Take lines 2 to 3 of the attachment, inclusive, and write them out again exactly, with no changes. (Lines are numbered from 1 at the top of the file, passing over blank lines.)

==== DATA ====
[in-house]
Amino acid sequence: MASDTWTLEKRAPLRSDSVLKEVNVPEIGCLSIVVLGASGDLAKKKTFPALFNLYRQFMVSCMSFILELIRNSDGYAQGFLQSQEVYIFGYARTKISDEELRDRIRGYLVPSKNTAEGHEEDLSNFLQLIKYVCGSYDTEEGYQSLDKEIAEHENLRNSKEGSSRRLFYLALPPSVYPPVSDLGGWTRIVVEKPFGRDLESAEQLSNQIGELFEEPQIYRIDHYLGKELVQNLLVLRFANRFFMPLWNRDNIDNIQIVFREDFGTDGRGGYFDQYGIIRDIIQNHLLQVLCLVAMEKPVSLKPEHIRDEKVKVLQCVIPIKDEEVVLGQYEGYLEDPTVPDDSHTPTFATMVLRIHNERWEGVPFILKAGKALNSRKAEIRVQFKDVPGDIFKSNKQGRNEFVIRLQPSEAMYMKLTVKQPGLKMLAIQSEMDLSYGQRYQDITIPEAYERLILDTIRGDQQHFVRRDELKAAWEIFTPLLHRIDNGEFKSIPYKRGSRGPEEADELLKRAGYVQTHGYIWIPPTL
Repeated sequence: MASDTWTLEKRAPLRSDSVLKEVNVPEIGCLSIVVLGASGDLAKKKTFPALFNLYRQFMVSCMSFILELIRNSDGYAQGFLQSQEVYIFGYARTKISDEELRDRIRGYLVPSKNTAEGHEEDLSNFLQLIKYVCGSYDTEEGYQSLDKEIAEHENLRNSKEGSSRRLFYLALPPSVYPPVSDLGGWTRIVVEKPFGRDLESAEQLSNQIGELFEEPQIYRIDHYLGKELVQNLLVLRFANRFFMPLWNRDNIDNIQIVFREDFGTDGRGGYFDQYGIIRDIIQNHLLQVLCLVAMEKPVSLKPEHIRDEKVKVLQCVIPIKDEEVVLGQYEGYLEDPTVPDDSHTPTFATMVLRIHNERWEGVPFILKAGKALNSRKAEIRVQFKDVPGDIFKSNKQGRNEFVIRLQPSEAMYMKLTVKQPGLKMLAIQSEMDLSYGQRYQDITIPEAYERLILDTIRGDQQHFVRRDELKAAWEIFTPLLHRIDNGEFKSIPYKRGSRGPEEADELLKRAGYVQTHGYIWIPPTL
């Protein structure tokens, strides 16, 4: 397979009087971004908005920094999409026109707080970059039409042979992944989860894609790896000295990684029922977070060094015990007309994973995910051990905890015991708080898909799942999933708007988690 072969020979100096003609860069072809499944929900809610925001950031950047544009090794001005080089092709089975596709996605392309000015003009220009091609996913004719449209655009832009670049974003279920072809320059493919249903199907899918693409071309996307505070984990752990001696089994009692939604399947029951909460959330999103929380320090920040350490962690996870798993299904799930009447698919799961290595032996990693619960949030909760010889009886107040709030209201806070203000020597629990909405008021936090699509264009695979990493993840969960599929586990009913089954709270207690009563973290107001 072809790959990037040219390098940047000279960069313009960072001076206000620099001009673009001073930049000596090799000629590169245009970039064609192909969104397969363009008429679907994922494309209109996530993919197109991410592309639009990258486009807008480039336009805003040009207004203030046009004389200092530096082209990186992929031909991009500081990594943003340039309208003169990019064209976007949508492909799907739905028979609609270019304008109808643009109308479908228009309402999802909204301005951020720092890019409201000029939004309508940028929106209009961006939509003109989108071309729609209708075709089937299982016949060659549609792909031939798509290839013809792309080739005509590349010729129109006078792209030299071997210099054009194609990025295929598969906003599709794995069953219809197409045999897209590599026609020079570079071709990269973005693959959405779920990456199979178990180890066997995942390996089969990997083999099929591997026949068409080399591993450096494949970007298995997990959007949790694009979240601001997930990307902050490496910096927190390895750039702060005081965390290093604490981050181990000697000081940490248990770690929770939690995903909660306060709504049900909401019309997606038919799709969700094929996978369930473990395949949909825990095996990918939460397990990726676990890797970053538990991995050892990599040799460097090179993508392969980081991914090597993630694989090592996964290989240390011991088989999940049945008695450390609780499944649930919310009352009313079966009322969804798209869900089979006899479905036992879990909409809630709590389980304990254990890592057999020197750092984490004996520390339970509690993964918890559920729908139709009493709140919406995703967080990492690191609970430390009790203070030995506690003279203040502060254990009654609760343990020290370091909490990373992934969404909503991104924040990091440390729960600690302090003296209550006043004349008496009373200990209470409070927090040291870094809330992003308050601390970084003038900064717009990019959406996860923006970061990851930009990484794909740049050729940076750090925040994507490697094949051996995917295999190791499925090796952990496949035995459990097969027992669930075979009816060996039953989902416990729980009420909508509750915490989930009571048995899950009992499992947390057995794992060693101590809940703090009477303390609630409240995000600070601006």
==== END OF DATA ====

Amino acid sequence: MASDTWTLEKRAPLRSDSVLKEVNVPEIGCLSIVVLGASGDLAKKKTFPALFNLYRQFMVSCMSFILELIRNSDGYAQGFLQSQEVYIFGYARTKISDEELRDRIRGYLVPSKNTAEGHEEDLSNFLQLIKYVCGSYDTEEGYQSLDKEIAEHENLRNSKEGSSRRLFYLALPPSVYPPVSDLGGWTRIVVEKPFGRDLESAEQLSNQIGELFEEPQIYRIDHYLGKELVQNLLVLRFANRFFMPLWNRDNIDNIQIVFREDFGTDGRGGYFDQYGIIRDIIQNHLLQVLCLVAMEKPVSLKPEHIRDEKVKVLQCVIPIKDEEVVLGQYEGYLEDPTVPDDSHTPTFATMVLRIHNERWEGVPFILKAGKALNSRKAEIRVQFKDVPGDIFKSNKQGRNEFVIRLQPSEAMYMKLTVKQPGLKMLAIQSEMDLSYGQRYQDITIPEAYERLILDTIRGDQQHFVRRDELKAAWEIFTPLLHRIDNGEFKSIPYKRGSRGPEEADELLKRAGYVQTHGYIWIPPTL
Repeated sequence: MASDTWTLEKRAPLRSDSVLKEVNVPEIGCLSIVVLGASGDLAKKKTFPALFNLYRQFMVSCMSFILELIRNSDGYAQGFLQSQEVYIFGYARTKISDEELRDRIRGYLVPSKNTAEGHEEDLSNFLQLIKYVCGSYDTEEGYQSLDKEIAEHENLRNSKEGSSRRLFYLALPPSVYPPVSDLGGWTRIVVEKPFGRDLESAEQLSNQIGELFEEPQIYRIDHYLGKELVQNLLVLRFANRFFMPLWNRDNIDNIQIVFREDFGTDGRGGYFDQYGIIRDIIQNHLLQVLCLVAMEKPVSLKPEHIRDEKVKVLQCVIPIKDEEVVLGQYEGYLEDPTVPDDSHTPTFATMVLRIHNERWEGVPFILKAGKALNSRKAEIRVQFKDVPGDIFKSNKQGRNEFVIRLQPSEAMYMKLTVKQPGLKMLAIQSEMDLSYGQRYQDITIPEAYERLILDTIRGDQQHFVRRDELKAAWEIFTPLLHRIDNGEFKSIPYKRGSRGPEEADELLKRAGYVQTHGYIWIPPTL